There are cases which cannot be overdone by language, and this is one. There are persons, too, who see not the full extent of the evil which threatens them; they solace themselves with hopes that the enemy, if he succeed, will be merciful. It is the madness of folly, to expect mercy from those who have refused to do justice; and even mercy, where conquest is the object, is only a trick of war….. men must be either rogues or fools that will not see it. I dwell not upon the vapors of imagination; I bring reason to your ears, and, in language as plain as A, B, C, hold up truth to your eyes.

…By perseverance and fortitude we have the prospect of a glorious issue; by cowardice and submission, the sad choice of a variety of evils …. Look on this picture and weep over it! and if there yet remains one thoughtless wretch who believes it not, let him suffer it unlamented.

Thomas Paine, The Crisis, December 23, 1776.

Paine’s essays appear on a website owned by the Independence Hall Association, a nonprofit organization in Philadelphia, Pennsylvania, founded in 1942. Copyright © 1999-2019 by the Independence Hall Association. Publishing electronically as ushistory.org. On the Internet since July 4, 1995.

Words from Eleanor Roosevelt

“There can be no real democracy unless there are three basic things: 1. Economic security sufficient to give at least some minimum to make living worthwhile. 2. Sufficient education to understand the problems before the country and to help solve them. 3. The sources of information must be free — press, radio, movies.”

To remain free, “we have to watch other factors…such as bankers, subscribers (by which she meant donors), and advertisers. They have to be watched by the people as carefully as government is watched.”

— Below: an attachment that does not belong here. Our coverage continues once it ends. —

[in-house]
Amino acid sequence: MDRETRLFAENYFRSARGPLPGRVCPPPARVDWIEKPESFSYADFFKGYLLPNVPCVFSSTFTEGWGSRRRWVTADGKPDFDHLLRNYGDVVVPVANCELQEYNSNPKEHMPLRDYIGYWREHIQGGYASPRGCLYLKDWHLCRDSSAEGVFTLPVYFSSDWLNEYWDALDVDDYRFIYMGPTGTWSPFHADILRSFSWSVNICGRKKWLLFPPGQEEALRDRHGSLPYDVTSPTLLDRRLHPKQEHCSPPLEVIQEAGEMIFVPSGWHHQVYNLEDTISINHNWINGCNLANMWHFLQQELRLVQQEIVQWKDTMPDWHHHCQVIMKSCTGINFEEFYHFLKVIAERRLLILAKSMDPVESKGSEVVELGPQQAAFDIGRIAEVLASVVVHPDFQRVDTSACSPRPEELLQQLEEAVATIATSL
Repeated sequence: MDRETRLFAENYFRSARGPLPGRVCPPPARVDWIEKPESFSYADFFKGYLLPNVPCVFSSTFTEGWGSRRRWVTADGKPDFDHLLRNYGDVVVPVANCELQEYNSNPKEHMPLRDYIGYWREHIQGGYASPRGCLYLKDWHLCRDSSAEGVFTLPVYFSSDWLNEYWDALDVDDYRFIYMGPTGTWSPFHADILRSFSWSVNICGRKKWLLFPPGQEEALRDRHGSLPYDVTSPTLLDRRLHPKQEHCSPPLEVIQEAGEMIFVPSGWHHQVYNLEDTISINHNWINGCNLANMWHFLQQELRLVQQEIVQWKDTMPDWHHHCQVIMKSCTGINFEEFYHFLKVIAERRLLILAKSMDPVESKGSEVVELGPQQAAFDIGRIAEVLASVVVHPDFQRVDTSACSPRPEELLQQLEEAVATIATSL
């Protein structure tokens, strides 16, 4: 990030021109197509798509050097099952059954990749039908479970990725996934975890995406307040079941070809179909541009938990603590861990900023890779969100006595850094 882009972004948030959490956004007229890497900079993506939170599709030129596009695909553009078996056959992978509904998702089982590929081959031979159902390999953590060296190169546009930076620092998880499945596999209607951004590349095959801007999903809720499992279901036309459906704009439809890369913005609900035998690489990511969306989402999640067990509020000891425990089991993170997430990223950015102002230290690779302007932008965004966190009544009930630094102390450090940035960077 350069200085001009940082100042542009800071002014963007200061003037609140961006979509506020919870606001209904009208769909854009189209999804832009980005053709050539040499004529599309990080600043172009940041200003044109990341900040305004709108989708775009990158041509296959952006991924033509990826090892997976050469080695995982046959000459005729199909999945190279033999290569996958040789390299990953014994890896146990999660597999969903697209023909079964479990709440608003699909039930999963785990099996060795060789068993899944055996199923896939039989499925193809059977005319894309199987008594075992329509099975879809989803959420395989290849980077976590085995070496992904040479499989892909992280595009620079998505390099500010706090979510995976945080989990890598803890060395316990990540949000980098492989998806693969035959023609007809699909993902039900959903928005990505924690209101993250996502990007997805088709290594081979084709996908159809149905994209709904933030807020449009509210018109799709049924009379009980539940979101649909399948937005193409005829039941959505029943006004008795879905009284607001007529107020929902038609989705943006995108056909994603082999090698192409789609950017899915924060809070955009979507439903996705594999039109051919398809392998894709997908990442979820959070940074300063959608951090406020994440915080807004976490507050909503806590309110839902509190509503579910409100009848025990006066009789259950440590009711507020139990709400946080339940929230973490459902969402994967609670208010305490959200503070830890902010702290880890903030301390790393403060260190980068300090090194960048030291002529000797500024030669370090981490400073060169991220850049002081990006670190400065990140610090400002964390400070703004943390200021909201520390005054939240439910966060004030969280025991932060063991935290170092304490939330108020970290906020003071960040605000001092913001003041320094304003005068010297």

As reported in the 3d volume of Blanche Wiesen Cook’s Eleanor Roosevelt biography.

Thanks, Kareem

Before the terrifying prospects now available to humanity, we see even more clearly that peace is the only goal worth struggling for. This is no longer a prayer but a demand to be made by all peoples to their governments – a demand to choose definitively between hell and reason.

–  Albert Camus, as quoted by Kareem Abdul Jabbar

John Grisham thinks his new book is so important he’s giving it away for free!

“The Tumor,” Grisham says, is the most important book of his career. It’s not about lawyers, but a new treatment for cancer. That’s interesting, and I’d like to congratulate John Grisham on his new book and his service to this cause.

The reason I post this on my blog, however, is to preserve this quotation from his interview in The Washington Post:

“Writers are thieves,” he said. “We steal stories. We steal names. We steal scenes. We observe the world and we take what we need and modify it.”

Source: John Grisham thinks his new book is so important he’s giving it away for free – The Washington Post

Joyce, via Tin House

I wrote my senior-in-high-school thesis on Ulysses. Nothing is so lyrical as Joyce unless it’s Walt Whitman.

“Every life is in many days, day after day. We walk through ourselves, meeting robbers, ghosts, giants, old men, young men, wives, widows, brothers-in-love. But always meeting ourselves.

Posted by Tin House on Tuesday, February 2, 2016

A Thought on Writing

The reason that fiction is more interesting than any other form of literature, to those who really like to study people, is that in fiction the author can really tell the truth without humiliating [her]self.–Eleanor Roosevelt

per Susan Albert, author of forthcoming book, Loving Eleanor